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2365 words
SHJ Issue 9
Spring 2014

My Amazing High School 50th Graduation Anniversary Reunion

by Alan Press

I did not want to go to it. For various and most of the usual nonsensical reasons, high school was not a happy time for me. But my good friend Warren, who has a much stronger ego than mine (he is an eminent psychiatrist), convinced me to go to it with him.

We graduated from Abraham Lincoln High School (ALHS) in Brooklyn in 1952. (That was before Brooklyn was BROOKLYN.) In its day it was a first-rate New York City High School. It has a long list of distinguished and accomplished graduates. But in keeping with the times, it was also known as Stinkin-Lincoln.

Suffice it to say back then I compensated for who I thought I wasn’t, by assuming the persona of a cynical wise-ass. I was far from an athletic star or an academic whiz. I was certainly not a member of the Order of the Arista.[Editor’s Note: Arista originated in the early years of the 20th century as a variant name for National Honor Society chapters in New York City public high schools.]

As incongruous as it may seem to those who knew me then, and know me now, while I was in high school there was a strong religious streak in me. I was one of those who devoutly and actively practiced School Prayer. I prayed every day. I prayed that my teachers would not:

  • Call on me.
  • Collect homework.
  • Give a pop quiz.

Rarely were my prayers answered.

The best that Mr. Lester Speiser (my superb junior-year English teacher) could say about me at the end of the term was: “He is literate... Somewhat... More or less... Some times more... Some times less.” He gave me a C+. In retrospect, surely the “+” was a very generous gesture on his part. Like many of my teachers then, Mr. Speiser (now many years later a very dear friend) deserved far better than the likes of me.

In preparation for the reunion, those who were organizing it sent each of us a request. We were asked to write and submit a short paragraph about what had happened to us over the intervening years. We were told that it would be printed in the Reunion Program, between our photos lifted from the 1952 Lincoln Senior Class Yearbook and a current one that we were asked to return with our bios.

The programs were waiting for us at our dinner tables. Most of my former classmates competed in relating their many extraordinary triumphs:

  • President of this.
  • Chairman of that.
  • Brilliant Marriages (some of them multiple, but all of them brilliant).
  • Parents of incredibly successful children. Every one of them a surgeon, judge, investment banker, or venture capitalist.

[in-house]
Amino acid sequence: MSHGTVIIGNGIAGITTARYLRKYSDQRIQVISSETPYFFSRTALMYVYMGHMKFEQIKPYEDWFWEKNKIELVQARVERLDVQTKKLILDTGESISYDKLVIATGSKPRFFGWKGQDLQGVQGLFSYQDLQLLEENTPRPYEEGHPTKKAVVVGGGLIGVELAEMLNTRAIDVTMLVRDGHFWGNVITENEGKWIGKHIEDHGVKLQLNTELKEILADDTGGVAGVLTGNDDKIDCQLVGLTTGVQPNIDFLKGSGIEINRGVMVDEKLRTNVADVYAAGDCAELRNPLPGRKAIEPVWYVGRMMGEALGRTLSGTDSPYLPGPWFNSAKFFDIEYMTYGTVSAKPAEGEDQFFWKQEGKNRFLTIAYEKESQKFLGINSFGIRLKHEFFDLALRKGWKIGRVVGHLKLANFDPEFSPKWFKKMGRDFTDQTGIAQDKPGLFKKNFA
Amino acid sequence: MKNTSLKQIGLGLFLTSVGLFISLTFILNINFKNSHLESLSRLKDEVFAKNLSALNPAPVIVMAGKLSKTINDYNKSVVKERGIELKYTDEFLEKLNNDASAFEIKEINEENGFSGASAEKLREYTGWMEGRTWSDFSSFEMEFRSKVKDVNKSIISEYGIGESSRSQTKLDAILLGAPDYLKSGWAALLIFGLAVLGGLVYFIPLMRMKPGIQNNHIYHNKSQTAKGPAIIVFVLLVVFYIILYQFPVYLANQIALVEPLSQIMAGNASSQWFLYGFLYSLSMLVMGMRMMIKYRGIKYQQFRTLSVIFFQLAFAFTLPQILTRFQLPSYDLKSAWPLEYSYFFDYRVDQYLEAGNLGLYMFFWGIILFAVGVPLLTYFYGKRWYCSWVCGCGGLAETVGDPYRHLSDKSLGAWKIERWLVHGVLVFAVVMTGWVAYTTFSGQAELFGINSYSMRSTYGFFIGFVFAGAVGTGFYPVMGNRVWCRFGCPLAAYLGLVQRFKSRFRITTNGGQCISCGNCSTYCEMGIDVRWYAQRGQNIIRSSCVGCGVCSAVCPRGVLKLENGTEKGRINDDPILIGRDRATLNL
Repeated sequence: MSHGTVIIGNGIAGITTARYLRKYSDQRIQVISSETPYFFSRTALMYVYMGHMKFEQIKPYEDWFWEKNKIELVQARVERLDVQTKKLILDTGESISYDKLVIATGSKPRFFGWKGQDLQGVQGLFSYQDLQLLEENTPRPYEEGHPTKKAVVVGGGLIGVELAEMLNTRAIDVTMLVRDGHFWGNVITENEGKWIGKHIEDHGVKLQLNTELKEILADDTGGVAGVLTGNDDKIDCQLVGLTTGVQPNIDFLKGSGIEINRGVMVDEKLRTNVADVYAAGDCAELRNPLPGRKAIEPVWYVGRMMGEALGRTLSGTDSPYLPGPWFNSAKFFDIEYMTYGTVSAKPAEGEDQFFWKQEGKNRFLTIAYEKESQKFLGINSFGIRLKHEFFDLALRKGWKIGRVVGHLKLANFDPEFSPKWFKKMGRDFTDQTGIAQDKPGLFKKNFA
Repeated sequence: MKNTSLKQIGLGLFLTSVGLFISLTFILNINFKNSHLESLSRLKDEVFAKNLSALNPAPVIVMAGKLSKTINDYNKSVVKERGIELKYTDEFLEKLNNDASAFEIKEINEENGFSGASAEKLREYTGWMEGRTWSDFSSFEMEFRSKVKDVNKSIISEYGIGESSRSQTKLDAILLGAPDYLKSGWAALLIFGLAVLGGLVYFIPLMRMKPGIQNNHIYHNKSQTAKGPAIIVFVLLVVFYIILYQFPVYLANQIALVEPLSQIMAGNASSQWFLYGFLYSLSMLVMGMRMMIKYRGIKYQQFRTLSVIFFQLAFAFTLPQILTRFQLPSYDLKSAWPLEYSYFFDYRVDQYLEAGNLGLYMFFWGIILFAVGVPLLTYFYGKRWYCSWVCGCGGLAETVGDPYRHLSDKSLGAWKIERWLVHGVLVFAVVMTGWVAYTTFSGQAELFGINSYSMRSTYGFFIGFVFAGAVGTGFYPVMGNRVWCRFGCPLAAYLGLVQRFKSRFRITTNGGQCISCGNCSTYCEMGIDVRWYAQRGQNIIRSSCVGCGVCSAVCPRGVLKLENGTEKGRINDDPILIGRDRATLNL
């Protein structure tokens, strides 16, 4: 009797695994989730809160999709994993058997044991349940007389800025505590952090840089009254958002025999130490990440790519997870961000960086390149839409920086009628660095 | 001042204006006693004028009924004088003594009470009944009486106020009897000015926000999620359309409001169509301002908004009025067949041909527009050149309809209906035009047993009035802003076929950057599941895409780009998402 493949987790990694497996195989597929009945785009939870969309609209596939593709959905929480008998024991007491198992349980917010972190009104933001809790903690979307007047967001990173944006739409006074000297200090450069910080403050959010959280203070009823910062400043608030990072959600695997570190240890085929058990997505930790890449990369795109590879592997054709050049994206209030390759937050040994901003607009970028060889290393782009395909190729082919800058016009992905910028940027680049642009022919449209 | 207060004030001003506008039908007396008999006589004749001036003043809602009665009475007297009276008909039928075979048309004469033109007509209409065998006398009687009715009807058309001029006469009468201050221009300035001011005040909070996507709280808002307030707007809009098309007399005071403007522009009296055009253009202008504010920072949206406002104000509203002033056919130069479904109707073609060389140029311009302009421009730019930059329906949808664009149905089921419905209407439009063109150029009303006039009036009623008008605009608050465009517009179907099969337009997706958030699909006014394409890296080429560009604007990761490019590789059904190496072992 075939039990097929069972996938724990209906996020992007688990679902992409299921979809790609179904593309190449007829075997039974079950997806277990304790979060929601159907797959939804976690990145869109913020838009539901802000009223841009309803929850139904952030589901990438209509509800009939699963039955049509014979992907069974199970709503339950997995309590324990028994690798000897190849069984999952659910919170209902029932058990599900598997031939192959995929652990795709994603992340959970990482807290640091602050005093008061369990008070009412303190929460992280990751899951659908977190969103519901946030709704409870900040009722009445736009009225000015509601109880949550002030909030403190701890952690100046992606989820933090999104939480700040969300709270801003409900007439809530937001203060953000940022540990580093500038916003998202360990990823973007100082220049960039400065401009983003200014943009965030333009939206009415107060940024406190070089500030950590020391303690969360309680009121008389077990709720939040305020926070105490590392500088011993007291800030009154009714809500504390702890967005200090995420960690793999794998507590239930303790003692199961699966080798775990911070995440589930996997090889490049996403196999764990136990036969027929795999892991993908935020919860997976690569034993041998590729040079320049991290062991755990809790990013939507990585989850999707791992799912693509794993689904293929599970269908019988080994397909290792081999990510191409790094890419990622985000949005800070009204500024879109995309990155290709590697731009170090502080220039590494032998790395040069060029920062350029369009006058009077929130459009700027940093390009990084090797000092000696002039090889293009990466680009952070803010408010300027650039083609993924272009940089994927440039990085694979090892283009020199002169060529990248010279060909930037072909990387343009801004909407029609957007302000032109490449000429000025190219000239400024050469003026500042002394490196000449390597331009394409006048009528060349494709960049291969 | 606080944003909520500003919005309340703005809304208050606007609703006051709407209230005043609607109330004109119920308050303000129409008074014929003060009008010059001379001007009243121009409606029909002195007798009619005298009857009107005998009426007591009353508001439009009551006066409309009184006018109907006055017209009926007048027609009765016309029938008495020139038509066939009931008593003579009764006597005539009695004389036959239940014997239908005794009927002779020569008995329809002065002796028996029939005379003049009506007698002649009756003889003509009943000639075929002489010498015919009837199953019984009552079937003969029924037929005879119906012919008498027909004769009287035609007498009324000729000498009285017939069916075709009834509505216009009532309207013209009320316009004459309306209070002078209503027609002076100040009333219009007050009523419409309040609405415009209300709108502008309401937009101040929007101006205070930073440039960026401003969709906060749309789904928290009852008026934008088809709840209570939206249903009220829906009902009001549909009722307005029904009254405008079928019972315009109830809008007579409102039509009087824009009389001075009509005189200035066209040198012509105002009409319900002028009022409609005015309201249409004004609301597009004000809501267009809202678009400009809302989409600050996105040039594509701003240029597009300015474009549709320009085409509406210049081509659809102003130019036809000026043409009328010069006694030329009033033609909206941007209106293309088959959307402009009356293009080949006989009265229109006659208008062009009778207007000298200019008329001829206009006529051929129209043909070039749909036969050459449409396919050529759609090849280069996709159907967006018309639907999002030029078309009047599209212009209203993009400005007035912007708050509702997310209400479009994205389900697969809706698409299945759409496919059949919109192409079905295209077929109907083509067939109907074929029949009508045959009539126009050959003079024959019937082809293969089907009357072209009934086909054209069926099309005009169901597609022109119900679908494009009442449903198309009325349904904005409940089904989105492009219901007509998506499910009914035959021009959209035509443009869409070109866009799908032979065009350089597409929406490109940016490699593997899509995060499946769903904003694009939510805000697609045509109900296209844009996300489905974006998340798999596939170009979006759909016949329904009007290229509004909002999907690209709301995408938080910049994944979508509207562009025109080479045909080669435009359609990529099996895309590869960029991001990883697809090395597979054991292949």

• Of course, all of the grandchildren had been certified as Gifted and Talented. Much sought after with offers of generous scholarships by the likes of Harvard, Stanford, and MIT.
  • Now they were retired to their manses in Florida, Southern California, or Arizona. Their low golf scores were but one more source of my envy.

Other than mine, there was not a dysfunctional family in the lot.

[See Sidebar #1: Dysfamanon and Guilt.]

My submission, far shorter and quite different than most of the others, was:

“In my golden youth, when I graduated from Abraham Lincoln High School, I wondered of the possibilities of omniscience and omnipotence. Now in my dotage, I worry of the probabilities of impotence and incontinence.”

It did not endear me to the rest of the assembled gaggle of geezers and geezerettes. Still a cynical wise-ass.

As we circulated through the cocktail hour my feelings of inadequacy began to return. And to increase in intensity with each passing minute. I was never much good at Cocktail Conversation (CC). I failed the course in CC in college. I could never remember the protocols required for sophistication:

  • Which finger was I supposed to stir a drink with?
  • What direction was I supposed to stir it in?
  • What wine was appropriate with which course?

More recently I failed the course in Starbuckese at Berlitz. In a senior panic moment a couple of months ago, after waiting in a long line of Starbuck aficionados, I stepped up to the counter and ordered a Latkah Grande.

[See Sidebar #2: Further Manifestations of Inadequacy.]

I noticed that many of us were reverting to who were at in June of 1952. It was as if 50 years had not passed. None of the jocks dribbled basketballs, but they were all at the same tables. Talking jock talk. The smart girls were reminiscing about their Latin classes. I was seated at a table with the other nebbishes. I was President of the Nebbish Club. It was the club for those who couldn’t get into any other club.

The evolving scene did little to help my fragile ego. I began anticipate at least five extra sessions with Dr. Ludwig Fenstermacher.